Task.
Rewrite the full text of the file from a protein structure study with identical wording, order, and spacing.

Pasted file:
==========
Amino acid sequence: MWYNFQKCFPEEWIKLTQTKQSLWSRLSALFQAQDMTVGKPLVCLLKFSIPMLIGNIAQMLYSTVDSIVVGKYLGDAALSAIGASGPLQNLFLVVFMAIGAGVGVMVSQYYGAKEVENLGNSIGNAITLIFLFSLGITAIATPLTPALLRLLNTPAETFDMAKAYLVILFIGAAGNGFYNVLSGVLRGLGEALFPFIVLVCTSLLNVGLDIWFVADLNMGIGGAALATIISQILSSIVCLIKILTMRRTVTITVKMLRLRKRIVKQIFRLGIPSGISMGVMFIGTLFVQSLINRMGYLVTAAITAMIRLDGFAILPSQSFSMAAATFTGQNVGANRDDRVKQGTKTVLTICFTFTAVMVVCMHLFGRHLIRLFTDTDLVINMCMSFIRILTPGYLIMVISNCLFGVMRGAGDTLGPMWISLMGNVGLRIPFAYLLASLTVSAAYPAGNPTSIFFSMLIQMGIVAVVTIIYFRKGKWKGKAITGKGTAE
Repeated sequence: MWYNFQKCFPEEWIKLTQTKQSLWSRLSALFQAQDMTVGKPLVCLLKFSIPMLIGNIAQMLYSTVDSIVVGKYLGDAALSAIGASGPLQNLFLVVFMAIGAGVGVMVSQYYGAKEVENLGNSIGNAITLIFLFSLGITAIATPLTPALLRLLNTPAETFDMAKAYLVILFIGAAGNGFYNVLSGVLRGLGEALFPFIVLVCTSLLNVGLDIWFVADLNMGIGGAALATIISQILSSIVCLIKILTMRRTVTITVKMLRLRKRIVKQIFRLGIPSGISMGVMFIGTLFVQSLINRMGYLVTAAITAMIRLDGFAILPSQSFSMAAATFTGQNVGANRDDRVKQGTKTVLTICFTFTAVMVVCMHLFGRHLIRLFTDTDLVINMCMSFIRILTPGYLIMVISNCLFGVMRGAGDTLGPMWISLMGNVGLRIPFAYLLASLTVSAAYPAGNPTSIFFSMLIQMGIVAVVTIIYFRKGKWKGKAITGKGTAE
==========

Amino acid sequence: MWYNFQKCFPEEWIKLTQTKQSLWSRLSALFQAQDMTVGKPLVCLLKFSIPMLIGNIAQMLYSTVDSIVVGKYLGDAALSAIGASGPLQNLFLVVFMAIGAGVGVMVSQYYGAKEVENLGNSIGNAITLIFLFSLGITAIATPLTPALLRLLNTPAETFDMAKAYLVILFIGAAGNGFYNVLSGVLRGLGEALFPFIVLVCTSLLNVGLDIWFVADLNMGIGGAALATIISQILSSIVCLIKILTMRRTVTITVKMLRLRKRIVKQIFRLGIPSGISMGVMFIGTLFVQSLINRMGYLVTAAITAMIRLDGFAILPSQSFSMAAATFTGQNVGANRDDRVKQGTKTVLTICFTFTAVMVVCMHLFGRHLIRLFTDTDLVINMCMSFIRILTPGYLIMVISNCLFGVMRGAGDTLGPMWISLMGNVGLRIPFAYLLASLTVSAAYPAGNPTSIFFSMLIQMGIVAVVTIIYFRKGKWKGKAITGKGTAE
Repeated sequence: MWYNFQKCFPEEWIKLTQTKQSLWSRLSALFQAQDMTVGKPLVCLLKFSIPMLIGNIAQMLYSTVDSIVVGKYLGDAALSAIGASGPLQNLFLVVFMAIGAGVGVMVSQYYGAKEVENLGNSIGNAITLIFLFSLGITAIATPLTPALLRLLNTPAETFDMAKAYLVILFIGAAGNGFYNVLSGVLRGLGEALFPFIVLVCTSLLNVGLDIWFVADLNMGIGGAALATIISQILSSIVCLIKILTMRRTVTITVKMLRLRKRIVKQIFRLGIPSGISMGVMFIGTLFVQSLINRMGYLVTAAITAMIRLDGFAILPSQSFSMAAATFTGQNVGANRDDRVKQGTKTVLTICFTFTAVMVVCMHLFGRHLIRLFTDTDLVINMCMSFIRILTPGYLIMVISNCLFGVMRGAGDTLGPMWISLMGNVGLRIPFAYLLASLTVSAAYPAGNPTSIFFSMLIQMGIVAVVTIIYFRKGKWKGKAITGKGTAE